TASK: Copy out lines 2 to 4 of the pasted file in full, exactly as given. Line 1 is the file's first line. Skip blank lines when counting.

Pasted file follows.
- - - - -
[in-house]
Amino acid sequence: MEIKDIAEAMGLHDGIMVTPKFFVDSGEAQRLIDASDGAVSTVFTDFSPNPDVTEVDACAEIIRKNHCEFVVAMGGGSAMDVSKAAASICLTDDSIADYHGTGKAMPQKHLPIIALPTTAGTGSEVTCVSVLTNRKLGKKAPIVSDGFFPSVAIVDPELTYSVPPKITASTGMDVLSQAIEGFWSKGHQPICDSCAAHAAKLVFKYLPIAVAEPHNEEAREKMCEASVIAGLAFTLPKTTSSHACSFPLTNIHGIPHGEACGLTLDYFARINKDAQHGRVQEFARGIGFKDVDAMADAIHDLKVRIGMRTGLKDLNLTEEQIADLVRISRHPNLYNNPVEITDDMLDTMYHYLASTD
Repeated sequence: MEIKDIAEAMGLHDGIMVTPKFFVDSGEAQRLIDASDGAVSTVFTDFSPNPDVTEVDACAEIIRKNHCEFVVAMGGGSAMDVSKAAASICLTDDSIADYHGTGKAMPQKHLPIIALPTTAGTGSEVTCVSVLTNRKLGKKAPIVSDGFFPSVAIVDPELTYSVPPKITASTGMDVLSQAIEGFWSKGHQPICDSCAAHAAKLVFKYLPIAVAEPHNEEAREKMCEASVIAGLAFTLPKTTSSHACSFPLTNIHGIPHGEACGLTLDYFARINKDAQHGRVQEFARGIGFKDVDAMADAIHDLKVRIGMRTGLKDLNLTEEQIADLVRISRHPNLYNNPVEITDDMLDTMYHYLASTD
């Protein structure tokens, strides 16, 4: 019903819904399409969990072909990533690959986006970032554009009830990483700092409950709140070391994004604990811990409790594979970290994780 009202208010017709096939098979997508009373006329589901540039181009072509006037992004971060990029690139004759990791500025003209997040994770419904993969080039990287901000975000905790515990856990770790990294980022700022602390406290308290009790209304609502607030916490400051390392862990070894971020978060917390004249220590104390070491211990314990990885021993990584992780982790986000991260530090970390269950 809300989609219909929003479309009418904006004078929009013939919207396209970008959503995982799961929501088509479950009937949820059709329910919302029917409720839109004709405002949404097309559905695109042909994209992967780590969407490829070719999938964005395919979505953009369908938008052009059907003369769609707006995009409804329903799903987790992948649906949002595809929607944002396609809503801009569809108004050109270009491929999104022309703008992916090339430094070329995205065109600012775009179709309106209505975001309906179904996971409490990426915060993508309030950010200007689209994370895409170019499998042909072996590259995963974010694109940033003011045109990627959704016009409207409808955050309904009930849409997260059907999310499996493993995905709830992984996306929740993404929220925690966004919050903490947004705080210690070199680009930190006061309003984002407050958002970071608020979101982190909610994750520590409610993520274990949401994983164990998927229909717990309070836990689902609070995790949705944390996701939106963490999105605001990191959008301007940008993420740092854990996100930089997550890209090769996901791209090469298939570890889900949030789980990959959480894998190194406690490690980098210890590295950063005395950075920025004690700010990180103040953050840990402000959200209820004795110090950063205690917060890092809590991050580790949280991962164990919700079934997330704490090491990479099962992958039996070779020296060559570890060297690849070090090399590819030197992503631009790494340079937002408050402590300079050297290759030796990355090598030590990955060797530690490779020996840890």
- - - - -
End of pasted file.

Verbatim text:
Amino acid sequence: MEIKDIAEAMGLHDGIMVTPKFFVDSGEAQRLIDASDGAVSTVFTDFSPNPDVTEVDACAEIIRKNHCEFVVAMGGGSAMDVSKAAASICLTDDSIADYHGTGKAMPQKHLPIIALPTTAGTGSEVTCVSVLTNRKLGKKAPIVSDGFFPSVAIVDPELTYSVPPKITASTGMDVLSQAIEGFWSKGHQPICDSCAAHAAKLVFKYLPIAVAEPHNEEAREKMCEASVIAGLAFTLPKTTSSHACSFPLTNIHGIPHGEACGLTLDYFARINKDAQHGRVQEFARGIGFKDVDAMADAIHDLKVRIGMRTGLKDLNLTEEQIADLVRISRHPNLYNNPVEITDDMLDTMYHYLASTD
Repeated sequence: MEIKDIAEAMGLHDGIMVTPKFFVDSGEAQRLIDASDGAVSTVFTDFSPNPDVTEVDACAEIIRKNHCEFVVAMGGGSAMDVSKAAASICLTDDSIADYHGTGKAMPQKHLPIIALPTTAGTGSEVTCVSVLTNRKLGKKAPIVSDGFFPSVAIVDPELTYSVPPKITASTGMDVLSQAIEGFWSKGHQPICDSCAAHAAKLVFKYLPIAVAEPHNEEAREKMCEASVIAGLAFTLPKTTSSHACSFPLTNIHGIPHGEACGLTLDYFARINKDAQHGRVQEFARGIGFKDVDAMADAIHDLKVRIGMRTGLKDLNLTEEQIADLVRISRHPNLYNNPVEITDDMLDTMYHYLASTD
């Protein structure tokens, strides 16, 4: 019903819904399409969990072909990533690959986006970032554009009830990483700092409950709140070391994004604990811990409790594979970290994780 009202208010017709096939098979997508009373006329589901540039181009072509006037992004971060990029690139004759990791500025003209997040994770419904993969080039990287901000975000905790515990856990770790990294980022700022602390406290308290009790209304609502607030916490400051390392862990070894971020978060917390004249220590104390070491211990314990990885021993990584992780982790986000991260530090970390269950 809300989609219909929003479309009418904006004078929009013939919207396209970008959503995982799961929501088509479950009937949820059709329910919302029917409720839109004709405002949404097309559905695109042909994209992967780590969407490829070719999938964005395919979505953009369908938008052009059907003369769609707006995009409804329903799903987790992948649906949002595809929607944002396609809503801009569809108004050109270009491929999104022309703008992916090339430094070329995205065109600012775009179709309106209505975001309906179904996971409490990426915060993508309030950010200007689209994370895409170019499998042909072996590259995963974010694109940033003011045109990627959704016009409207409808955050309904009930849409997260059907999310499996493993995905709830992984996306929740993404929220925690966004919050903490947004705080210690070199680009930190006061309003984002407050958002970071608020979101982190909610994750520590409610993520274990949401994983164990998927229909717990309070836990689902609070995790949705944390996701939106963490999105605001990191959008301007940008993420740092854990996100930089997550890209090769996901791209090469298939570890889900949030789980990959959480894998190194406690490690980098210890590295950063005395950075920025004690700010990180103040953050840990402000959200209820004795110090950063205690917060890092809590991050580790949280991962164990919700079934997330704490090491990479099962992958039996070779020296060559570890060297690849070090090399590819030197992503631009790494340079937002408050402590300079050297290759030796990355090598030590990955060797530690490779020996840890």